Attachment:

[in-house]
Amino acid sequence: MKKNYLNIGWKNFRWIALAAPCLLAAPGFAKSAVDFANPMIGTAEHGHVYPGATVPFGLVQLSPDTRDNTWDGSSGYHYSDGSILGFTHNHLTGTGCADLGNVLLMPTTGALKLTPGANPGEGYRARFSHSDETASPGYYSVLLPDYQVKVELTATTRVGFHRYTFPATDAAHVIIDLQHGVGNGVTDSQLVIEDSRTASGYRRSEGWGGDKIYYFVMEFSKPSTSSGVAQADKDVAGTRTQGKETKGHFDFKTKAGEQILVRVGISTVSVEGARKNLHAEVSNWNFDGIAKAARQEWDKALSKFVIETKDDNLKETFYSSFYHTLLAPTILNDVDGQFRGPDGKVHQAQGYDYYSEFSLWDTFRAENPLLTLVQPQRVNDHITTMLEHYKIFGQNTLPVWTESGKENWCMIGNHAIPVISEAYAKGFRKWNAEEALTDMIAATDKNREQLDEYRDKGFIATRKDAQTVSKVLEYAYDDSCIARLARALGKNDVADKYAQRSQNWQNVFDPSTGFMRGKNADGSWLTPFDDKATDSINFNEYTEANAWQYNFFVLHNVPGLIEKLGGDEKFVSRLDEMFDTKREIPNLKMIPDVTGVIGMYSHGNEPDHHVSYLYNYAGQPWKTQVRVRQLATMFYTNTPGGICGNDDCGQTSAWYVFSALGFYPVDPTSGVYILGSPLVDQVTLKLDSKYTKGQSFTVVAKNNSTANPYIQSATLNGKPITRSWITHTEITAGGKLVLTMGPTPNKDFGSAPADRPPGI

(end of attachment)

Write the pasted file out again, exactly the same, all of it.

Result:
[in-house]
Amino acid sequence: MKKNYLNIGWKNFRWIALAAPCLLAAPGFAKSAVDFANPMIGTAEHGHVYPGATVPFGLVQLSPDTRDNTWDGSSGYHYSDGSILGFTHNHLTGTGCADLGNVLLMPTTGALKLTPGANPGEGYRARFSHSDETASPGYYSVLLPDYQVKVELTATTRVGFHRYTFPATDAAHVIIDLQHGVGNGVTDSQLVIEDSRTASGYRRSEGWGGDKIYYFVMEFSKPSTSSGVAQADKDVAGTRTQGKETKGHFDFKTKAGEQILVRVGISTVSVEGARKNLHAEVSNWNFDGIAKAARQEWDKALSKFVIETKDDNLKETFYSSFYHTLLAPTILNDVDGQFRGPDGKVHQAQGYDYYSEFSLWDTFRAENPLLTLVQPQRVNDHITTMLEHYKIFGQNTLPVWTESGKENWCMIGNHAIPVISEAYAKGFRKWNAEEALTDMIAATDKNREQLDEYRDKGFIATRKDAQTVSKVLEYAYDDSCIARLARALGKNDVADKYAQRSQNWQNVFDPSTGFMRGKNADGSWLTPFDDKATDSINFNEYTEANAWQYNFFVLHNVPGLIEKLGGDEKFVSRLDEMFDTKREIPNLKMIPDVTGVIGMYSHGNEPDHHVSYLYNYAGQPWKTQVRVRQLATMFYTNTPGGICGNDDCGQTSAWYVFSALGFYPVDPTSGVYILGSPLVDQVTLKLDSKYTKGQSFTVVAKNNSTANPYIQSATLNGKPITRSWITHTEITAGGKLVLTMGPTPNKDFGSAPADRPPGI